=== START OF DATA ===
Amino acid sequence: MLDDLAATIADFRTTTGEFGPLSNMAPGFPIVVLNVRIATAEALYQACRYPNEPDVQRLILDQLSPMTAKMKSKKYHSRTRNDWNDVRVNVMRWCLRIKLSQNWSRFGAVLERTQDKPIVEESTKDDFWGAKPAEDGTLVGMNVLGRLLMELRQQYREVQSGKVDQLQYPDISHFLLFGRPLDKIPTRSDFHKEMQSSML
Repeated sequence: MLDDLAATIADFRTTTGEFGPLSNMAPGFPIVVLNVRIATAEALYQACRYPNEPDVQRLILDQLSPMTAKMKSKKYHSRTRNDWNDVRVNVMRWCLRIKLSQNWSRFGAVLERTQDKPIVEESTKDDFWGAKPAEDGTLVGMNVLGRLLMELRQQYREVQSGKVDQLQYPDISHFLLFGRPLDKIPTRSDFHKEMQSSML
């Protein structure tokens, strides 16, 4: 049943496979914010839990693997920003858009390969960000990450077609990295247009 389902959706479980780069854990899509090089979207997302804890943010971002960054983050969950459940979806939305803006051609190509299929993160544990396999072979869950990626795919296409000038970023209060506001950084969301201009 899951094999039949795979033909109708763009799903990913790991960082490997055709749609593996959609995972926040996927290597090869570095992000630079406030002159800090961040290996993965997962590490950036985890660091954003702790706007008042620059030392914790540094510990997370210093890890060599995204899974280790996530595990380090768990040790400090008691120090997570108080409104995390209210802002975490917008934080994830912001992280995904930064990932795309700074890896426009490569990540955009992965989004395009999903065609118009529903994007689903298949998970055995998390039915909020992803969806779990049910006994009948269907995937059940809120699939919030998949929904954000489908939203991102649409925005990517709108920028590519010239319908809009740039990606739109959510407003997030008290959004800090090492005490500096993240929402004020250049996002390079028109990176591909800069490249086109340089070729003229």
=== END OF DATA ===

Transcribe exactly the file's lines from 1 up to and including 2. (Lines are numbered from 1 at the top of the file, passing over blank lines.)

Amino acid sequence: MLDDLAATIADFRTTTGEFGPLSNMAPGFPIVVLNVRIATAEALYQACRYPNEPDVQRLILDQLSPMTAKMKSKKYHSRTRNDWNDVRVNVMRWCLRIKLSQNWSRFGAVLERTQDKPIVEESTKDDFWGAKPAEDGTLVGMNVLGRLLMELRQQYREVQSGKVDQLQYPDISHFLLFGRPLDKIPTRSDFHKEMQSSML
Repeated sequence: MLDDLAATIADFRTTTGEFGPLSNMAPGFPIVVLNVRIATAEALYQACRYPNEPDVQRLILDQLSPMTAKMKSKKYHSRTRNDWNDVRVNVMRWCLRIKLSQNWSRFGAVLERTQDKPIVEESTKDDFWGAKPAEDGTLVGMNVLGRLLMELRQQYREVQSGKVDQLQYPDISHFLLFGRPLDKIPTRSDFHKEMQSSML